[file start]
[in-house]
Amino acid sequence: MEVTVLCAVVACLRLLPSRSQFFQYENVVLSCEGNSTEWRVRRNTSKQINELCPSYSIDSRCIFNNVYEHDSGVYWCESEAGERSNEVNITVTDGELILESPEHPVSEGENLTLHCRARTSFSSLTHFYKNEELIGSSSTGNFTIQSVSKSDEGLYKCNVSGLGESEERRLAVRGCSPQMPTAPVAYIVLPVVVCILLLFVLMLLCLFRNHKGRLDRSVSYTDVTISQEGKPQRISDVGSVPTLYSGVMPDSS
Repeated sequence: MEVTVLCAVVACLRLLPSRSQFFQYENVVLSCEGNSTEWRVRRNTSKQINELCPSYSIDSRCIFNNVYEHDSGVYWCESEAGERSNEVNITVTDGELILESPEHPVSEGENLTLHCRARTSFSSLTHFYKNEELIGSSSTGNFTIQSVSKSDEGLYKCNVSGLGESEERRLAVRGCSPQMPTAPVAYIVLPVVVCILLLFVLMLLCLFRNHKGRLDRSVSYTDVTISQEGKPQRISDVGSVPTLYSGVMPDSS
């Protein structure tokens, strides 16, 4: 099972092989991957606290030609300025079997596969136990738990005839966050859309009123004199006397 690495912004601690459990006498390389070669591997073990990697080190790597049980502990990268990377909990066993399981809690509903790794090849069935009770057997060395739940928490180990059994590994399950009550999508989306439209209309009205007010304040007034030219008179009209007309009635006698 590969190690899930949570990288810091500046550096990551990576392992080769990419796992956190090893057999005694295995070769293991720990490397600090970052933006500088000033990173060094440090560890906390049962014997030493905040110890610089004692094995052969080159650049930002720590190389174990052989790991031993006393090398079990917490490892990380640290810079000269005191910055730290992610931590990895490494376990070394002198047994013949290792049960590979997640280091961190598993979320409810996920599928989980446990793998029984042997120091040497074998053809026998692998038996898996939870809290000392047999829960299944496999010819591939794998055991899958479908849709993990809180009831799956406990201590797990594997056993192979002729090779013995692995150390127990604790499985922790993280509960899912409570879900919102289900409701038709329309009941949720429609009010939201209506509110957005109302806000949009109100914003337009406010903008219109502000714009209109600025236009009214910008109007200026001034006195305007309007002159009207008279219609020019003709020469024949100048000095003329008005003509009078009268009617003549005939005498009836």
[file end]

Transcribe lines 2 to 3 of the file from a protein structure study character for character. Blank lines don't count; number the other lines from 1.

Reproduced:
Amino acid sequence: MEVTVLCAVVACLRLLPSRSQFFQYENVVLSCEGNSTEWRVRRNTSKQINELCPSYSIDSRCIFNNVYEHDSGVYWCESEAGERSNEVNITVTDGELILESPEHPVSEGENLTLHCRARTSFSSLTHFYKNEELIGSSSTGNFTIQSVSKSDEGLYKCNVSGLGESEERRLAVRGCSPQMPTAPVAYIVLPVVVCILLLFVLMLLCLFRNHKGRLDRSVSYTDVTISQEGKPQRISDVGSVPTLYSGVMPDSS
Repeated sequence: MEVTVLCAVVACLRLLPSRSQFFQYENVVLSCEGNSTEWRVRRNTSKQINELCPSYSIDSRCIFNNVYEHDSGVYWCESEAGERSNEVNITVTDGELILESPEHPVSEGENLTLHCRARTSFSSLTHFYKNEELIGSSSTGNFTIQSVSKSDEGLYKCNVSGLGESEERRLAVRGCSPQMPTAPVAYIVLPVVVCILLLFVLMLLCLFRNHKGRLDRSVSYTDVTISQEGKPQRISDVGSVPTLYSGVMPDSS